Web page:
Raeya Evie Duncan was the 100th baby born at Chilliwack General Hospital for the month of May. She is seen here with her parents Alysha Williams and Andrew Duncan on June 12, 2021. (Jenna Hauck/ Chilliwack Progress)
Baby boom in Chilliwack as record number of infants born at CGH in May

‘COVID babies are coming out,’ says dad of 100th baby born at Chilliwack General Hospital last month

Syringes prepared with Pfizer’s COVID-19 vaccine at a vaccination site in Long Beach, Calif., Friday, March 5, 2021. (AP Photo/Jae C. Hong)
Walk-ins welcome at upcoming G.W. Secondary vaccine clinic

Second consecutive Saturday Fraser Health has scheduled a same-day clinic in a Chilliwack school

Migrating sockeye in the Fraser River August 7, 2007. (Fisheries and Oceans Canada)
First Nations, commercial, and recreational harvesters join forces to save Fraser River fish

‘We have to work together to rebuild these stocks while there is still time,’ says delegate

Vancouver courthouse. (Photo: Tom Zytaruk)
Man loses bid to appeal conviction for 1999 rape at Abbotsford music festival

James Redden, 53, formerly of Nanaimo, was found guilty in 2019 following six-day trial

Dozens of demonstrators gathered in March at the Hope Station House, showing support for preserving the 1916 building. (Photo/Christian Ward)
New reports breathe life into efforts to save the Hope Station House

The documents were presented to District of Hope Council at a meeting June 14

People watch a car burn during a riot following game 7 of the NHL Stanley Cup final in downtown Vancouver, B.C., in this June 15, 2011 photo. THE CANADIAN PRESS/Geoff Howe
10 years ago: Where were you during the 2011 Vancouver Stanley Cup Riots?

Smashed-in storefronts, looting, garbage can fires and overturned cars some of the damage remembered today

(Black Press Media file)
Dirty money: Canadian currency the most germ-filled in the world, survey suggests

Canadian plastic currency was found to contain 209 bacterial cultures

(pixabay file shot)
B.C. ombudsperson labels youth confinement in jail ‘unsafe,’ calls for changes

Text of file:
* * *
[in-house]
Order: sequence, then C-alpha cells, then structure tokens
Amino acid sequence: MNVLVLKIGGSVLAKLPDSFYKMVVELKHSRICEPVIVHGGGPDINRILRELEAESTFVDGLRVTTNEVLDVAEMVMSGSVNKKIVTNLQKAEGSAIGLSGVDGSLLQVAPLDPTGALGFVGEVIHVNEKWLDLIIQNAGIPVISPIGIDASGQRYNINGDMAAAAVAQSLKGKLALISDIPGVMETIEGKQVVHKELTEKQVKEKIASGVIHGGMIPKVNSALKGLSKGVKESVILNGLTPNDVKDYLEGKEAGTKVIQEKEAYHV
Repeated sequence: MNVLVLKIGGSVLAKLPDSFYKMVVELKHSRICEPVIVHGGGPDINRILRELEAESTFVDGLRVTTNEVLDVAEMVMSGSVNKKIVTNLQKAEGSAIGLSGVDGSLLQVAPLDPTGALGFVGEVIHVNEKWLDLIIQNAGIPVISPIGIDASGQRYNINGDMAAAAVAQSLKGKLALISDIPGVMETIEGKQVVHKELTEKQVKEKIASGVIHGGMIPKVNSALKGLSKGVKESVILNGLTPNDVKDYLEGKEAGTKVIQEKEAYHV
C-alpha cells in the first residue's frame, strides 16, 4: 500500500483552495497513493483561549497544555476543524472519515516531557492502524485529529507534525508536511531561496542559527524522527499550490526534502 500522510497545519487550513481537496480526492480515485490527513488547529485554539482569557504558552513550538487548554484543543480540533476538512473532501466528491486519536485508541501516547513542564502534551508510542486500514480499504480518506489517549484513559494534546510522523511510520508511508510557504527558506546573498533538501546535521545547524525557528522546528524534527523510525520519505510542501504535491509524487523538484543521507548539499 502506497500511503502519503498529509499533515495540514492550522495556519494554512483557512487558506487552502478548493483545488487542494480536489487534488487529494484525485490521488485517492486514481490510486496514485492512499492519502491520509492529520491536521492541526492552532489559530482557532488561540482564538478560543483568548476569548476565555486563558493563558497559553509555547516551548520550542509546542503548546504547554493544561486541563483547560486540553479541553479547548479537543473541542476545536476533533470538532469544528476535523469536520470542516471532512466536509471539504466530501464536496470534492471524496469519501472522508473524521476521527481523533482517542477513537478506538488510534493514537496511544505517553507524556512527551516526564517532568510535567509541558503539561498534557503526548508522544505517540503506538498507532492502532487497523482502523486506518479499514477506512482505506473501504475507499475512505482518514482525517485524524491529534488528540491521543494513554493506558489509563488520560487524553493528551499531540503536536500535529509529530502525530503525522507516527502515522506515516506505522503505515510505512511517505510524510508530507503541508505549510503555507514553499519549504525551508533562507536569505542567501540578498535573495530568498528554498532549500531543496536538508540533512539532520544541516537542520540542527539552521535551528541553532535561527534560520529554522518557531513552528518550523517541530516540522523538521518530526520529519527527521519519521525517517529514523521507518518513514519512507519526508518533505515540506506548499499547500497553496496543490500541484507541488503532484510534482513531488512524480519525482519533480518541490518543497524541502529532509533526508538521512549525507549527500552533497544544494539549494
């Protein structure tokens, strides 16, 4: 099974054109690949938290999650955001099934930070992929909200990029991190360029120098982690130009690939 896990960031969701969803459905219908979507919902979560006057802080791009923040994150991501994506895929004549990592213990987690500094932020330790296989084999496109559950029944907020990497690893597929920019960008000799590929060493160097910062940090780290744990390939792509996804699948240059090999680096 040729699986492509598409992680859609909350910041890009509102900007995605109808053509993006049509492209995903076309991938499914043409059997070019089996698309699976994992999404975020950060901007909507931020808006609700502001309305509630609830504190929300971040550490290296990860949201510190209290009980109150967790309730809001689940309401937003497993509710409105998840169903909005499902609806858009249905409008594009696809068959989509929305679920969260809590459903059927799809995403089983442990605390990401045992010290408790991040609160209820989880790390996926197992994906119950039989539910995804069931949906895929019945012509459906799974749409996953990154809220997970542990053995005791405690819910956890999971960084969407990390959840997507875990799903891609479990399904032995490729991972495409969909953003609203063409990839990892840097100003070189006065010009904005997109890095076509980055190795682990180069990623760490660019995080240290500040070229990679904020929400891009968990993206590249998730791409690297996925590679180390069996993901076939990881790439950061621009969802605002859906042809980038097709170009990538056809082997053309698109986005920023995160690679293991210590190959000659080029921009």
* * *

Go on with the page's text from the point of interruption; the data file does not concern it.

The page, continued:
Review states a maximum of 22 hours for youth, aged 12 from to 17, to be placed in solitary

Eleonore Alamillo-Laberge, 6, reads a book in Ottawa on Monday, June 12, 2017. THE CANADIAN PRESS/Sean Kilpatrick
Parents will need to fight ‘COVID learning slump’ over summer: B.C. literacy experts

Parents who play an active role in educating their children this summer can reverse the slump by nearly 80%, says Janet Mort

Cannabis bought in British Columbia (Ashley Wadhwani/Black Press Media)
Is it time to start thinking about greener ways to package cannabis?

Packaging suppliers are still figuring eco-friendly and affordable packaging options that fit the mandates of Cannabis Regulations

The border crossing on Highway 11 in Abbotsford heading south (file)
Western premiers call for clarity, timelines on international travel, reopening rules

Trudeau has called Thursday meeting, premiers say they expect to leave that meeting with a plan

The B.C. government’s vaccine booking website is busy processing second-dose appointments, with more than 76 per cent of adults having received a first dose. THE CANADIAN PRESS/Jonathan Hayward
B.C.’s COVID-19 infections, hospitalizations stable for Tuesday

108 new confirmed cases, 139 in hospital, 39 in intensive care

A worker, at left, tends to a customer at a cosmetics shop amid the COVID-19 pandemic Thursday, May 20, 2021, in Los Angeles. (AP Photo/Marcio Jose Sanchez)
Half of cosmetics sold in Canada, U.S. contain toxic chemicals: study

Researchers found that 56% of foundations and eye products contain high levels of fluorine

White Rock’s Marine Drive has been converted to one-way traffic to allow more patio space for waterfront restaurants. (Peace Arch News)
Province promotes permanent pub patios in B.C. post-pandemic plan

More than 2,000 temporary expansions from COVID-19 rules

Most Read